Steve Mooney, a doctoral student with the BEH group, won a best poster presentation award at the Society for Epidemiologic Research annual conference for his work on the effects on causal inference of error in measuring contextual variables.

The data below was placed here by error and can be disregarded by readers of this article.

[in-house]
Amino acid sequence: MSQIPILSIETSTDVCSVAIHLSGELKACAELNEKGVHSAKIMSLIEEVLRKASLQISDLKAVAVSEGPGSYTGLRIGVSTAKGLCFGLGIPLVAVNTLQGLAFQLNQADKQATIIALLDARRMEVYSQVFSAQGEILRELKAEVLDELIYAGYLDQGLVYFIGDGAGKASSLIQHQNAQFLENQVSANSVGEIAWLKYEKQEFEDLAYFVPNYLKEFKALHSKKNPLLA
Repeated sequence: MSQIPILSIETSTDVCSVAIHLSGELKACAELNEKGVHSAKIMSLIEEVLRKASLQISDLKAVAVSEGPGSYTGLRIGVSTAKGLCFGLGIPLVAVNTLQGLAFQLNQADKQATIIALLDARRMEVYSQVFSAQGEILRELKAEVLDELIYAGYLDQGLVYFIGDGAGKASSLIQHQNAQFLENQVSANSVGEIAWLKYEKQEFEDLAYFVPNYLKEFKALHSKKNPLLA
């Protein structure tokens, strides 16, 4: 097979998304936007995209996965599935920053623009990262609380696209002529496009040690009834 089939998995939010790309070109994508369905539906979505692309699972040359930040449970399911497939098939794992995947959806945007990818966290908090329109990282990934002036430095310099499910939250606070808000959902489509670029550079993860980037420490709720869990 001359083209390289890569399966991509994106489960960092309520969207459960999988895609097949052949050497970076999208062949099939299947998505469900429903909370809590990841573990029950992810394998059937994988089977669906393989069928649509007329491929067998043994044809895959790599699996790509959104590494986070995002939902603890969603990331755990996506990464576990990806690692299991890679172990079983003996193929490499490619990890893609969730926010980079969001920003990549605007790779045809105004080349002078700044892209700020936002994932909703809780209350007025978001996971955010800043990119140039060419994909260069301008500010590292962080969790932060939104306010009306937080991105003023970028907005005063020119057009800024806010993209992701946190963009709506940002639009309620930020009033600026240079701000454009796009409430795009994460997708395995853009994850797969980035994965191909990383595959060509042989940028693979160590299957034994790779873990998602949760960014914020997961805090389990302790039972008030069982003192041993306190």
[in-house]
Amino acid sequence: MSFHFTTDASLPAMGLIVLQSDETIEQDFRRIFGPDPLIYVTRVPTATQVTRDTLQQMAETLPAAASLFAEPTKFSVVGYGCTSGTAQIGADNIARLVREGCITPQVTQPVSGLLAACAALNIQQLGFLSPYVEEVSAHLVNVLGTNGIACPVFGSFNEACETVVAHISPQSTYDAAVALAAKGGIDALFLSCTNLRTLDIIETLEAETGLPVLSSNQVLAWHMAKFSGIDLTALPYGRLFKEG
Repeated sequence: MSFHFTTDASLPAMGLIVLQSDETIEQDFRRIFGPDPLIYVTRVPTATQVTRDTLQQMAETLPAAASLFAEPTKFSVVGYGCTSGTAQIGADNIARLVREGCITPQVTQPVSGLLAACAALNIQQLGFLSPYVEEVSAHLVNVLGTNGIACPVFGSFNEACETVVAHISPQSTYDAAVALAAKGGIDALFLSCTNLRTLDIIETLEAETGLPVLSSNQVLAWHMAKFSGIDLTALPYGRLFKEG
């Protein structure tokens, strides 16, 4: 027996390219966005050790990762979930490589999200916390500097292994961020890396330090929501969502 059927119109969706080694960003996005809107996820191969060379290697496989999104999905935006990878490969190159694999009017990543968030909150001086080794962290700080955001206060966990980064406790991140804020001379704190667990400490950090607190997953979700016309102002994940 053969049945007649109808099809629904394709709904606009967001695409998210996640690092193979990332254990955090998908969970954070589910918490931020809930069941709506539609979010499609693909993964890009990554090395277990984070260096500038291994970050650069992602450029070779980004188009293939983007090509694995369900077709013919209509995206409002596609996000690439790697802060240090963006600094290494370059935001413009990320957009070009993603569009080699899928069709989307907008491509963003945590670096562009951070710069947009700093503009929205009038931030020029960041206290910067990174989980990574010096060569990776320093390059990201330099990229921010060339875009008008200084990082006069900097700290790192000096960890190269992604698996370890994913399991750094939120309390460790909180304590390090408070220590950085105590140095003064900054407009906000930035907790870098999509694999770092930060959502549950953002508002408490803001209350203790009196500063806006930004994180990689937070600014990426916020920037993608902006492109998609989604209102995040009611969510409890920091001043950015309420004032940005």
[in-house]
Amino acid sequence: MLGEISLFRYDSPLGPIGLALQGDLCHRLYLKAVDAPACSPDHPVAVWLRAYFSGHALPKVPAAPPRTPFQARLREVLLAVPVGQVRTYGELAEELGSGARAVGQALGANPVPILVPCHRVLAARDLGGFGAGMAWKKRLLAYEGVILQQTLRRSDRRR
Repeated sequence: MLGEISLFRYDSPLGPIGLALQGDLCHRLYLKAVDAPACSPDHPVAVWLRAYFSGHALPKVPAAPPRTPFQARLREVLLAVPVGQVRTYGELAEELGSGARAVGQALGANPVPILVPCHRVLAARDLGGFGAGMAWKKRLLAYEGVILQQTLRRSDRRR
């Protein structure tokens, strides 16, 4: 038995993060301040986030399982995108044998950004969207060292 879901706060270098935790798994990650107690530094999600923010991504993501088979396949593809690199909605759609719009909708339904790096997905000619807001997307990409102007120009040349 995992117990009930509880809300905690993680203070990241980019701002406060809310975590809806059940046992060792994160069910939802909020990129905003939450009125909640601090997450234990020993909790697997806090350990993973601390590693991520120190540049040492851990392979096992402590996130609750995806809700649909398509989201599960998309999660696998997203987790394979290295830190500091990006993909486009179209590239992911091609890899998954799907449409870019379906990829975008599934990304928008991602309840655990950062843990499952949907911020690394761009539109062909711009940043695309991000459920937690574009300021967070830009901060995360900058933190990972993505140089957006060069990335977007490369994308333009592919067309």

Proportion of residents living in poverty, median household income and per capita income data from the Census are commonly used neighborhood-level contextual measures all of which are derived from personal income information provided to the Census bureau, information likely to be provided with some degree of error. Steve shows that this error in individual’s reporting of income, even if random and non-differential, causes bias in effect estimates for analyses of associations between neighborhood-level socioeconomic data and individual’s health outcomes. However, the direction of the bias depends on which of the neighborhood-level socioeconomic variables available from the Census the investigator chooses to use in the analyses. In the face of error in the underlying data collected by the Census, the use of neighborhood-level variables expressed as proportions (proportion living in poverty) results in bias away from the null. While the use of neighborhood-level variables expressed as a continuum (median household income) can cause bias towards or away from the null. The extent of bias in this later case is determined by the extent of measurement error, number of neighborhood units included in the study and the number of individuals per unit whose individual-level data were aggregated to create the neighborhood level variable.